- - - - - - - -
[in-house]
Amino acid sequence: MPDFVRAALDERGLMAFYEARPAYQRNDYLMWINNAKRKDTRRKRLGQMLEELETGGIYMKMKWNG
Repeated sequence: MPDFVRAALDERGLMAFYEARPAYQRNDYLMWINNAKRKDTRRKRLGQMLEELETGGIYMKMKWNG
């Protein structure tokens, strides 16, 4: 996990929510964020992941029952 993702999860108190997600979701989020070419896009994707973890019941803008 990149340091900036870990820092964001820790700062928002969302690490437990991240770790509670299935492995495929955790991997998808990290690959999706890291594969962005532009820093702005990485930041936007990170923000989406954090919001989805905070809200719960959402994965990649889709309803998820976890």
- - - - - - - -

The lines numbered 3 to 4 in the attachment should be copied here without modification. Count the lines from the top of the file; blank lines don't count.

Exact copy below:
Repeated sequence: MPDFVRAALDERGLMAFYEARPAYQRNDYLMWINNAKRKDTRRKRLGQMLEELETGGIYMKMKWNG
């Protein structure tokens, strides 16, 4: 996990929510964020992941029952 993702999860108190997600979701989020070419896009994707973890019941803008 990149340091900036870990820092964001820790700062928002969302690490437990991240770790509670299935492995495929955790991997998808990290690959999706890291594969962005532009820093702005990485930041936007990170923000989406954090919001989805905070809200719960959402994965990649889709309803998820976890």